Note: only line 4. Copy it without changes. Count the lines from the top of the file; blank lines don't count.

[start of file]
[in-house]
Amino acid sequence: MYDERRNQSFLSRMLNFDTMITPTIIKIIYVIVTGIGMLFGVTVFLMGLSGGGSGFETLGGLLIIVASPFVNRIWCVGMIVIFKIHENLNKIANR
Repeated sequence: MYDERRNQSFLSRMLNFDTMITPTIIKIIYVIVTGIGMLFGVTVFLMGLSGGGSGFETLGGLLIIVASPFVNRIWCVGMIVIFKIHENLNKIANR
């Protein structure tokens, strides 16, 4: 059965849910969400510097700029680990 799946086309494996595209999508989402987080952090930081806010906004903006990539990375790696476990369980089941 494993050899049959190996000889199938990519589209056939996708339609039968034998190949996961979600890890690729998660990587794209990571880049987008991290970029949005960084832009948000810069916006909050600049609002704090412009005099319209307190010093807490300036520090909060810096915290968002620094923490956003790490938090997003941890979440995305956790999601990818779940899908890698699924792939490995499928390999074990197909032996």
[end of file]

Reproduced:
């Protein structure tokens, strides 16, 4: 059965849910969400510097700029680990 799946086309494996595209999508989402987080952090930081806010906004903006990539990375790696476990369980089941 494993050899049959190996000889199938990519589209056939996708339609039968034998190949996961979600890890690729998660990587794209990571880049987008991290970029949005960084832009948000810069916006909050600049609002704090412009005099319209307190010093807490300036520090909060810096915290968002620094923490956003790490938090997003941890979440995305956790999601990818779940899908890698699924792939490995499928390999074990197909032996």